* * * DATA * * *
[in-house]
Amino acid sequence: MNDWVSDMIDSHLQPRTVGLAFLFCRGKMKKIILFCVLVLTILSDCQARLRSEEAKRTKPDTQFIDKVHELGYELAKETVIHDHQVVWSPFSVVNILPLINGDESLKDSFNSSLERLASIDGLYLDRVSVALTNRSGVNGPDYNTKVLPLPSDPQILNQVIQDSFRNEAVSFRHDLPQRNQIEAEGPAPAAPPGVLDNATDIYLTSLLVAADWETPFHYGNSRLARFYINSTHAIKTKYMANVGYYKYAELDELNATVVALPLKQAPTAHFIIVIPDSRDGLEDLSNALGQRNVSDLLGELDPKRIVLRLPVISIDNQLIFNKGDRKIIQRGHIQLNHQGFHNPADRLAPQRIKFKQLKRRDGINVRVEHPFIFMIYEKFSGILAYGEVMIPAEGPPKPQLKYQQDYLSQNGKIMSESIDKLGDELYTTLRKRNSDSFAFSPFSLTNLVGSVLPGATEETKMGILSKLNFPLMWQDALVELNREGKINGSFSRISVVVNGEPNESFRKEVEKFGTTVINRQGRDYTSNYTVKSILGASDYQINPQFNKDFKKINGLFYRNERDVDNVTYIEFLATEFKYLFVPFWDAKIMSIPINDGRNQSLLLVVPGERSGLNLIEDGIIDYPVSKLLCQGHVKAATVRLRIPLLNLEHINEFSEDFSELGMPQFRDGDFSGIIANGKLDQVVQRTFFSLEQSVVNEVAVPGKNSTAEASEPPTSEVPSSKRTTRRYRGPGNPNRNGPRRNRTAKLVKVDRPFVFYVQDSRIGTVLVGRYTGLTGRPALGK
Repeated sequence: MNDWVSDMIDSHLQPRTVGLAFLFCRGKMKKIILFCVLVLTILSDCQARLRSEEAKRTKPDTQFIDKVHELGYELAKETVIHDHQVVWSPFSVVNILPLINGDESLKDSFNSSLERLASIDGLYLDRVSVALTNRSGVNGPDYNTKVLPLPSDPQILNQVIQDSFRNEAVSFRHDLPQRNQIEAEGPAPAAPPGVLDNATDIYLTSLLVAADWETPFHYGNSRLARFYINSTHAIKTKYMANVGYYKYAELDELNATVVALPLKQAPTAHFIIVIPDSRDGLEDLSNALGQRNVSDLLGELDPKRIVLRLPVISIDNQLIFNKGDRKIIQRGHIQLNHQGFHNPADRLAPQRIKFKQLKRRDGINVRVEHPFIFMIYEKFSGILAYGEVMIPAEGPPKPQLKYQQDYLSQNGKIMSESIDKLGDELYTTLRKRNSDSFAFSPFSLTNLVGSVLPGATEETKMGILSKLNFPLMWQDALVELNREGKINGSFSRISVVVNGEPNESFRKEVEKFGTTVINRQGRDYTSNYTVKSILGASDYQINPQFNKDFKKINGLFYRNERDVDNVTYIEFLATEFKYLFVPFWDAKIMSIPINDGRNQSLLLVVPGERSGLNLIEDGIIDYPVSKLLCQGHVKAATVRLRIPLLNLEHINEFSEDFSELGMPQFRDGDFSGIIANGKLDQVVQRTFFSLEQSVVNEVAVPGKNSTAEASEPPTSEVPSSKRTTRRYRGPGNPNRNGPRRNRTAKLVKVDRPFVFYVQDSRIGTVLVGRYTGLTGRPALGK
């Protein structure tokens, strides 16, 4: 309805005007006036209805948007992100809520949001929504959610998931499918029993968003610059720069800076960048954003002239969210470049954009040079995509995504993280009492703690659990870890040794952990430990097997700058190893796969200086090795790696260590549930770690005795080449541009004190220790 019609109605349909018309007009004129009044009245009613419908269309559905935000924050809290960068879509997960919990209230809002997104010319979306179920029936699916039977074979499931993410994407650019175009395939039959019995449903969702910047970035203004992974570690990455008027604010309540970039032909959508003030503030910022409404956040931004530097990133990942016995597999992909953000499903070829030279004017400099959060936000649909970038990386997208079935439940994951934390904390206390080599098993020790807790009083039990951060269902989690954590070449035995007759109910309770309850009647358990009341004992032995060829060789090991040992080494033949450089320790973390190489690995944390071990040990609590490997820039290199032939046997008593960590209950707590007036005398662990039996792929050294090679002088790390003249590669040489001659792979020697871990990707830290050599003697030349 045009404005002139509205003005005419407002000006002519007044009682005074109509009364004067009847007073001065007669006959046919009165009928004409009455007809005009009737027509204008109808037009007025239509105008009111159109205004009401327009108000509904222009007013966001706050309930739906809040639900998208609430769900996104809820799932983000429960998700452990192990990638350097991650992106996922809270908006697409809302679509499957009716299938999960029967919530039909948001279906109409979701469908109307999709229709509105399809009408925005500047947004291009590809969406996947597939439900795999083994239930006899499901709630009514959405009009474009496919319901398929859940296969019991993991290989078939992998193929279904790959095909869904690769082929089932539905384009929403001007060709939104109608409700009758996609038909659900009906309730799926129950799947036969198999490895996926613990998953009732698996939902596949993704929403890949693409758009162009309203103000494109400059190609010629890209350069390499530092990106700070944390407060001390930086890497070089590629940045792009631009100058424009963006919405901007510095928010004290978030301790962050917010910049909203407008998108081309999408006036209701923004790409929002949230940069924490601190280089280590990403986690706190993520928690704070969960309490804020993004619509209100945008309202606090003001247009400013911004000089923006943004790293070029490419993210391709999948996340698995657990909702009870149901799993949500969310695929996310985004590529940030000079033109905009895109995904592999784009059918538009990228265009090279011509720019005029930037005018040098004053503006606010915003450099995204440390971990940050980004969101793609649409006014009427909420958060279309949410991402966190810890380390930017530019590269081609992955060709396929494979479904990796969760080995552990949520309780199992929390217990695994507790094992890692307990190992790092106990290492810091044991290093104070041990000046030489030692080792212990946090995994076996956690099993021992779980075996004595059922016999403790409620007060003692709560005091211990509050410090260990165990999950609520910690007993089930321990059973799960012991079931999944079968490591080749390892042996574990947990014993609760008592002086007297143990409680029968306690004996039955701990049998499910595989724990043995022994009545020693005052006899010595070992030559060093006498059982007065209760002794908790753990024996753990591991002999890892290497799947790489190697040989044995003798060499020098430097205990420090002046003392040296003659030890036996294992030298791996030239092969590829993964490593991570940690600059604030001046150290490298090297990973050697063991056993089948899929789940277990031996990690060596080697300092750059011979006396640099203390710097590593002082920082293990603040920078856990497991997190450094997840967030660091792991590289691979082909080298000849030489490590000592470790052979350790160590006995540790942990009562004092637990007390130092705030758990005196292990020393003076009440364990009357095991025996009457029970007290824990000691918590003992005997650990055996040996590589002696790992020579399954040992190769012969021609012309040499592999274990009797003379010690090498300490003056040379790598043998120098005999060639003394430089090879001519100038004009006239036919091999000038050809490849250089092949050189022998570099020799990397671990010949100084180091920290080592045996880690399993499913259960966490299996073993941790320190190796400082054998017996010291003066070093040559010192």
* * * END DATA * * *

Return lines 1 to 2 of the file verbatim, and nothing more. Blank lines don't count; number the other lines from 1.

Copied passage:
[in-house]
Amino acid sequence: MNDWVSDMIDSHLQPRTVGLAFLFCRGKMKKIILFCVLVLTILSDCQARLRSEEAKRTKPDTQFIDKVHELGYELAKETVIHDHQVVWSPFSVVNILPLINGDESLKDSFNSSLERLASIDGLYLDRVSVALTNRSGVNGPDYNTKVLPLPSDPQILNQVIQDSFRNEAVSFRHDLPQRNQIEAEGPAPAAPPGVLDNATDIYLTSLLVAADWETPFHYGNSRLARFYINSTHAIKTKYMANVGYYKYAELDELNATVVALPLKQAPTAHFIIVIPDSRDGLEDLSNALGQRNVSDLLGELDPKRIVLRLPVISIDNQLIFNKGDRKIIQRGHIQLNHQGFHNPADRLAPQRIKFKQLKRRDGINVRVEHPFIFMIYEKFSGILAYGEVMIPAEGPPKPQLKYQQDYLSQNGKIMSESIDKLGDELYTTLRKRNSDSFAFSPFSLTNLVGSVLPGATEETKMGILSKLNFPLMWQDALVELNREGKINGSFSRISVVVNGEPNESFRKEVEKFGTTVINRQGRDYTSNYTVKSILGASDYQINPQFNKDFKKINGLFYRNERDVDNVTYIEFLATEFKYLFVPFWDAKIMSIPINDGRNQSLLLVVPGERSGLNLIEDGIIDYPVSKLLCQGHVKAATVRLRIPLLNLEHINEFSEDFSELGMPQFRDGDFSGIIANGKLDQVVQRTFFSLEQSVVNEVAVPGKNSTAEASEPPTSEVPSSKRTTRRYRGPGNPNRNGPRRNRTAKLVKVDRPFVFYVQDSRIGTVLVGRYTGLTGRPALGK